I am very confident it will help us accelerate the negotiations in Geneva on the test ban and also, hopefully, the cut-off of fissile material for weapons. So, I think it will have a valuable spill over effect in advancing those other efforts.

Q: You alluded to this earlier; what are the advantages of indefinite NPT extension for small non-nuclear states?

A: If there is a nuclear war anywhere, nobody is safe. So, if these (nuclear) weapons get out of hand and they are spread as a preventive, the world becomes a much more dangerous place for everybody. The more weapons there are, the more likely...they will be used. That would have catastrophic environmental consequences, both in the immediate vicinity but also more widely.

In addition to that, the NPT prevents regional arms races, prevents rivalries from becoming deadly dangerous, potential conflicts. I think of this in terms of South Asia and the fact that I don't think any two countries in the world who have a dispute on their border would want to repeat the circumstances that India and Pakistan have gotten themselves into where they're risking an arms race....So avoiding that kind of danger, is the principal benefit of NPT.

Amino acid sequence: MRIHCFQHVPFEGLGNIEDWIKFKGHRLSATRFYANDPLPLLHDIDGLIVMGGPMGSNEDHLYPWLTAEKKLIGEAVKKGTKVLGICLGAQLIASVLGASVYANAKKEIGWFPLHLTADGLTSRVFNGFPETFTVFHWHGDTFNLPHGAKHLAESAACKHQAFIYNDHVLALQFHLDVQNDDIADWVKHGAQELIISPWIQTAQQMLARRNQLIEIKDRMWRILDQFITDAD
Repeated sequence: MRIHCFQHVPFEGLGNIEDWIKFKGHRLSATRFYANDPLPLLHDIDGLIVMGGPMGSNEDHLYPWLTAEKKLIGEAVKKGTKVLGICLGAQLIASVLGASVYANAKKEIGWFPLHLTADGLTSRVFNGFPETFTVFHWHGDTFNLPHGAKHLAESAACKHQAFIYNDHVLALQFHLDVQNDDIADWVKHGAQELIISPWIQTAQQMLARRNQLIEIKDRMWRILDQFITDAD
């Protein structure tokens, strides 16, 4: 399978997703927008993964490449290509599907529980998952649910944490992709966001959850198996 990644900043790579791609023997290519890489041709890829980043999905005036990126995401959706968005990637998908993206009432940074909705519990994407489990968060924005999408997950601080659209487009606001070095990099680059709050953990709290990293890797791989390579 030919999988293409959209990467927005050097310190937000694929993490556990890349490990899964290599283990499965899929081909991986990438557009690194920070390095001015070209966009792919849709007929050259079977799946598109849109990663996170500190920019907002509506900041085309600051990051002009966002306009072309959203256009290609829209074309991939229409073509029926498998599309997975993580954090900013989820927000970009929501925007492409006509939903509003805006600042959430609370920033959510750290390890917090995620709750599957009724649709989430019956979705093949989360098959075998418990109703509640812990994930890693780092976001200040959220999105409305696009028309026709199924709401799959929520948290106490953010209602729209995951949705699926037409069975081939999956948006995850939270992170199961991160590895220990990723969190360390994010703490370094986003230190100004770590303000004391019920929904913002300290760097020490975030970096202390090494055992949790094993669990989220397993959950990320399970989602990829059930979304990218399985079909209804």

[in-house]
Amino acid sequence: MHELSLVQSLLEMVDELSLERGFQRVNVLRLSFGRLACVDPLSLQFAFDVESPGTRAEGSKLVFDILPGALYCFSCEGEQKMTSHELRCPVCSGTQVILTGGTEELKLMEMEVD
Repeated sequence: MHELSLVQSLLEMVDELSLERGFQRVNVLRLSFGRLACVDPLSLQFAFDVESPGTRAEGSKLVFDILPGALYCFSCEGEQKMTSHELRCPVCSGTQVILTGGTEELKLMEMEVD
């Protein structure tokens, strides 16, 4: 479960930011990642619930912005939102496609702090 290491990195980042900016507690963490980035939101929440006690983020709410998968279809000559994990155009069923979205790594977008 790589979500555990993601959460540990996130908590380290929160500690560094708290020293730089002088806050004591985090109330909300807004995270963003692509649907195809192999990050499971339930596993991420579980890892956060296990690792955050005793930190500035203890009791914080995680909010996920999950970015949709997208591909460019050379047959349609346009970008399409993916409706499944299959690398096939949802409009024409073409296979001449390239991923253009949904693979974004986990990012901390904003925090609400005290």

Q: What are some of the positive benefits of the treaty in terms of diplomatic steps or psychological gains?

A: It is certainly something that is important in our bilateral relationships....It is also important that the peaceful uses of atomic energy are manifested in small and accessible ways. We often think of peaceful uses of nuclear energy in power generators. Many countries have chosen not to pursue that....There are enormous benefits to peaceful uses of atomic energy in health, agriculture, those kinds of activities....